#! /usr/bin/perl

$testInput = "Is Perl a good choice for this program?";
$testInput2 = "Why is Perl a good choice for this program?";

$inputPatterns[0]=qr/\AIs ([a-zA-Z]+) (.+)\?\z/;
$inputPatterns[1]=qr/\AWhy (.+)\?\z/;

if($testInput =~ $inputPatterns[0]){
   print "DELPHI: Fate confirms that $1 is $2\n";
   print "Didn't work\n";

if($testInput2 =~ $inputPatterns[1]){
   print "DELPHI: Because I said so\n";

if($testInput1 =~ $inputPatterns[1]){
   print "This shouldn't match!\n";

if($testInput2 =~ $inputPatterns[0]){
   print "This shouldn't match either!\n";


Once again, don’t worry if you didn’t catch all that. In this test I basically just stored the regular expressions inside an array instead of writing them directly inside of the if statements. If this works then we can write our chatbot with a nice, clean pattern matching loop instead of endless if statements. But does it work?


DELPHI: Fate confirms that Perl is a good choice for this program
DELPHI: Because I said so




Test 3: Connecting Output Patterns To Input Patterns… In Perl!


Last test proved that we can move our regular expressions out of the if statements and into a nice, clean array. Can we do the same thing with our responses? Here goes nothing…


#! /usr/bin/perl

$testInput = "Is Perl a good choice for this program?";
$testInput2 = "Why is Perl a good choice for this program?";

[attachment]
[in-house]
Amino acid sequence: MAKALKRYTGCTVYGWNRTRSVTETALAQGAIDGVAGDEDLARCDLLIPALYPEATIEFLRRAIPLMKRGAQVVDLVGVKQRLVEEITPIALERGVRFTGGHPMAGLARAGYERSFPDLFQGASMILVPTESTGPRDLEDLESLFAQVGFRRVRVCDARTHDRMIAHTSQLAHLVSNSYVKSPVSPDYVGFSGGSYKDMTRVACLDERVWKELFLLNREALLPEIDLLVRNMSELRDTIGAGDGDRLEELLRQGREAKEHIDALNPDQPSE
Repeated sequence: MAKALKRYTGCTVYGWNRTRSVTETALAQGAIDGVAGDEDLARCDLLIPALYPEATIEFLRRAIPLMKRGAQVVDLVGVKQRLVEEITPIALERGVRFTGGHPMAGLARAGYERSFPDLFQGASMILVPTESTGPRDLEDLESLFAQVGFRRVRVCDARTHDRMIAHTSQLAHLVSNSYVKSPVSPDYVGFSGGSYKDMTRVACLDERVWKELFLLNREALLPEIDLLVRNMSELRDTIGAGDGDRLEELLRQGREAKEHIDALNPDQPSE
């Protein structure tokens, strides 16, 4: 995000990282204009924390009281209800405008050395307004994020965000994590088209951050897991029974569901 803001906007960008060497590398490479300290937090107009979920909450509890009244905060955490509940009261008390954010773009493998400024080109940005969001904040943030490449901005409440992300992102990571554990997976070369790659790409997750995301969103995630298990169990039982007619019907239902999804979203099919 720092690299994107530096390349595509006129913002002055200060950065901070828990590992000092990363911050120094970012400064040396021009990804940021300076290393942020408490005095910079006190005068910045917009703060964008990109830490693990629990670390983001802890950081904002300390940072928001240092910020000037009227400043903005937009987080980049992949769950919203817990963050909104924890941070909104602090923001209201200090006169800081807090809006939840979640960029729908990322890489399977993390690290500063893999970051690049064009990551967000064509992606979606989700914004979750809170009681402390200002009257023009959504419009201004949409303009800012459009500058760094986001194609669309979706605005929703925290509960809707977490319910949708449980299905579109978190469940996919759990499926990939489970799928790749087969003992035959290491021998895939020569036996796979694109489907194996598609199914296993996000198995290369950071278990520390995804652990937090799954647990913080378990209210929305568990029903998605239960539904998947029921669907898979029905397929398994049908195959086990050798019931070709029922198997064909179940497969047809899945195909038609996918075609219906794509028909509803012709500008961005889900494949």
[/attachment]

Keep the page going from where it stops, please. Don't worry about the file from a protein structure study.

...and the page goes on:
$chatPatterns[0][0]=qr/\AIs ([a-zA-Z]+) (.+)\?\z/;
$chatPatterns[0][1]="DELPHI: Fate confirms that $1 is $2\n";

$chatPatterns[1][0]=qr/\AWhy (.+)\?\z/;
$chatPatterns[1][1]="DELPHI: Because I said so\n";

if($testInput =~ $chatPatterns[0][0]){
   print $chatPatterns[0][1]

if($testInput2 =~ $chatPatterns[1][0]){
   print $chatPatterns[1][1];


Which produces this output:


DELPHI: Fate confirms that is
DELPHI: Because I said so


Uh oh. Everything matched up properly but something went wrong with the response generation. I was actually expecting this. I want to build DELPHI’s responses using information from the user’s input, but the response array is being built before the user gets a chance to say anything.


So if I want to store response patterns in an array I’m going to need to add a little extra code in order to splice the user’s input into the response after it is pulled out of the array but before it gets printed to the screen. Hmm… let’s try this:


#! /usr/bin/perl

$testInput = "Is Perl a good choice for this program?";
$testInput2 = "Why is Perl a good choice for this program?";

$chatPatterns[0][0]=qr/\AIs ([a-zA-Z]+) (.+)\?\z/;
$chatPatterns[0][1]="DELPHI: Fate confirms that UIF0 is UIF1\n";

$chatPatterns[1][0]=qr/\AWhy (.+)\?\z/;
$chatPatterns[1][1]="DELPHI: Because I said so\n";

if(@UIF = ($testInput =~ $chatPatterns[0][0])){

   $response = $chatPatterns[0][1];